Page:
#1,099 – Overloading the Increment Operator

You can overload the increment (++) operator in a class, providing custom increment functionality for an object.

The example below shows an overloaded increment operator defined in a Dog class.  The effect is to add 1 to the age of the dog.  We are careful to return a reference to the object that was passed in so that no other data in the instance changes.

    public class Dog 
    {
        // Increment a Dog
        public static Dog operator ++(Dog d)
        {
            d.Age++;
            return d;
        }

        public string Name { get; set; }
        public int Age { get; set; }
        public string Nickname { get; set; }

        public Dog(string name, int age)
        {
            Name = name;
            Age = age;
            Nickname = "?";
        }

        public override string ToString()
        {
            return string.Format("{0}, Age {1}, Nickname [{2}]", Name, Age, Nickname);
        }
    }

We can use the operator as follows:

            Dog kirby = new Dog("Kirby", 10);
            kirby.Nickname = "Ball Chaser";
            Console.WriteLine(kirby);

            kirby++;
            Console.WriteLine(kirby);

1099-001

#1,075 – Operator Precedence Doesn’t Affect Operand Evaluation Order

Rules for operator precedence and associativity determine the order in which the operators within an expression will be evaluated.  Parentheses can also change the order in which the operators are evaluated.

For example:

            // * operator evaluated before +
            int sum1 = 1 + 2 * 3;    // 7

            // + operator evaluated first
            int sum2 = (1 + 2) * 3;  // 9

Operands, however, are evaluated from left-right, regardless of the order of evaluation of the operators. For example, in the code below, the sub-expression Return2() * Return3() is evaluated before adding Return1().  But console output shows us that Return1() was executed first.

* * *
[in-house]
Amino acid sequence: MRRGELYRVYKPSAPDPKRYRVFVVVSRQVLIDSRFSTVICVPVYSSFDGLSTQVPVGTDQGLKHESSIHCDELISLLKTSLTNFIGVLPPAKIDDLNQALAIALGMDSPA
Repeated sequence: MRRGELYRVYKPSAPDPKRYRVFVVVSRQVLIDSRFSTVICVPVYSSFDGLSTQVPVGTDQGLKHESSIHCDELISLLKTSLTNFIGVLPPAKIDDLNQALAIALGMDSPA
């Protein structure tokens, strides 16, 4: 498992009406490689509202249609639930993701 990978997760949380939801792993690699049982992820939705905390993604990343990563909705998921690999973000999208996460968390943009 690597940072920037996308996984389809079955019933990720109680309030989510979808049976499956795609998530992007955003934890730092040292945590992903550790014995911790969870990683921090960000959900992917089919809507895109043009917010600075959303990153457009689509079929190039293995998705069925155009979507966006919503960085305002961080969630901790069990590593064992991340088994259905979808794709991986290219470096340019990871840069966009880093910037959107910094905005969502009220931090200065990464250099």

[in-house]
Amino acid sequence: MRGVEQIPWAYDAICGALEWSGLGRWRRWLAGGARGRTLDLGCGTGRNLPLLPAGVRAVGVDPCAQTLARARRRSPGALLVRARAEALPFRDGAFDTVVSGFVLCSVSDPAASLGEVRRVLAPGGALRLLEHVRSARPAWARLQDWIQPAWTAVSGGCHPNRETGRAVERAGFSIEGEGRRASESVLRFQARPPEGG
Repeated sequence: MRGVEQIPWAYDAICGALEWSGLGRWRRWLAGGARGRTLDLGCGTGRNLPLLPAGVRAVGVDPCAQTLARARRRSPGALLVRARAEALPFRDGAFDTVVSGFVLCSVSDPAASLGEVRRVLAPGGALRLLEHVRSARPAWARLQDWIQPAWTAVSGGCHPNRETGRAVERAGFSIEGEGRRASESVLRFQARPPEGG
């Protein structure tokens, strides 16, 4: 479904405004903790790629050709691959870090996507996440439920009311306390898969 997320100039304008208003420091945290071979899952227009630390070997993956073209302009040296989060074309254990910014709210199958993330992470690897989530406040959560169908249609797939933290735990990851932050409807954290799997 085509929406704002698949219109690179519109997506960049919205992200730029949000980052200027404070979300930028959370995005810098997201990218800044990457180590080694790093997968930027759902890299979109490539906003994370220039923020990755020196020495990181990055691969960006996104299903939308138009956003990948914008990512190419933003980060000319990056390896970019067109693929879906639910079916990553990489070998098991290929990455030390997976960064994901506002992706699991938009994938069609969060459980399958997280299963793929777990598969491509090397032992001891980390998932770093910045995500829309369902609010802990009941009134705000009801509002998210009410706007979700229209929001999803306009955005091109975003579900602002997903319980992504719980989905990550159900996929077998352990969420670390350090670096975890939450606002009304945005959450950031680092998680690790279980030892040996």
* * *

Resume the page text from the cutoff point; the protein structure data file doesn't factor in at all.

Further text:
static int Return1()
        {
            Console.WriteLine("1");
            return 1;
        }

        static int Return2()
        {
            Console.WriteLine("2");
            return 2;
        }

        static int Return3()
        {
            Console.WriteLine("3");
            return 3;
        }

        static void Main(string[] args)
        {
            // * operator evaluated before +
            int sum1 = Return1() + Return2() * Return3();    // 7
        }

1075-001

#1,074 – Use Parentheses in Expressions to Make Code More Readable

In the absence of parentheses within an expression, operator precedence and associativity dictate how the expression will be evaluated. Technically, you only need parentheses in the expression if you want the expression to be evaluated differently, relative to the precedence and associativity rules.

If your expression doesn’t require parentheses in order to evaluate correctly, it’s often still a good idea to include them.  The parentheses will typically improve the readability of the expression because they make the evaluation order more clear.

            // This is tough to read
            int i5 = 1 + 10 / 5 * 2 - 12 / 4 + 24 % 5 / 2 * 4;

            // This is a bit better
            i5 = 1 + ((10 / 5) * 2) - (12 / 4) + (((24 % 5) / 2) * 4);

#1,073 – Arithmetic Binary Operators are Left-Associative

All arithmetic binary operators (+, -, *, /, %) are left-associative.  This means that when there are multiple operators having the same precedence, the expression is evaluated from left to right.  Below are some examples.

            // Multiplicative, left-right

            // (10 / 5) * 2 = 4
            // [result would be 1 if right-associative]
            int i = 10 / 5 * 2;

            // (40 % 12) * 2 = 8
            // [result would be 16 if right-associative]
            int i2 = 40 % 12 * 2;

            // Additive, left-right

            // (4 - 3) + 5 = 6
            // [result would be -4 if right-associative]
            int i3 = 4 - 3 + 5;

Note that the multiplicative operators (*, /, %) have a higher precedence than the additive (+, -).  This means that if there are no parentheses, the multiplicative operators are evalated before the arithmetic.

            // 1 + (2 * 3) = 7
            int i4 = 1 + 2 * 3;

            // Equivalent to 1 + ((10 / 5) * 2) = 5
            int i5 = 1 + 10 / 5 * 2;

#1,072 – How the Unary Minus Operator Can Fail

There are cases when applying a unary operator to an operand results in a value that does not fit into the data type of the operand. Consider the int type, whose range is -2,147,483,648 to 2,147,483,647.  If we assign the minimum value (largest negative number) and try to negate it with the unary operator, the negation will fail.